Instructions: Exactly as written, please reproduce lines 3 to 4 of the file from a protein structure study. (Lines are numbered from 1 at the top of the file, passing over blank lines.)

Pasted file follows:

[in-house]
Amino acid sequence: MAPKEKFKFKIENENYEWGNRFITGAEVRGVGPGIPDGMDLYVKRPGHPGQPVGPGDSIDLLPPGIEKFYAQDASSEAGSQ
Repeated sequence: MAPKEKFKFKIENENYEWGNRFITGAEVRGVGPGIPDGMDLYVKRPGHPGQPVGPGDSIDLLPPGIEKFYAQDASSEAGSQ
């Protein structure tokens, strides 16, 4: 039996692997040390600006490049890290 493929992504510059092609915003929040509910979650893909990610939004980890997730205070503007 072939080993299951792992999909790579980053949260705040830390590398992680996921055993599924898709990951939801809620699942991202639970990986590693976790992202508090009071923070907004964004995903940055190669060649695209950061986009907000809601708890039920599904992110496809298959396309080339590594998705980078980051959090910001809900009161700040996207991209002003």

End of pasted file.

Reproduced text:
Repeated sequence: MAPKEKFKFKIENENYEWGNRFITGAEVRGVGPGIPDGMDLYVKRPGHPGQPVGPGDSIDLLPPGIEKFYAQDASSEAGSQ
């Protein structure tokens, strides 16, 4: 039996692997040390600006490049890290 493929992504510059092609915003929040509910979650893909990610939004980890997730205070503007 072939080993299951792992999909790579980053949260705040830390590398992680996921055993599924898709990951939801809620699942991202639970990986590693976790992202508090009071923070907004964004995903940055190669060649695209950061986009907000809601708890039920599904992110496809298959396309080339590594998705980078980051959090910001809900009161700040996207991209002003």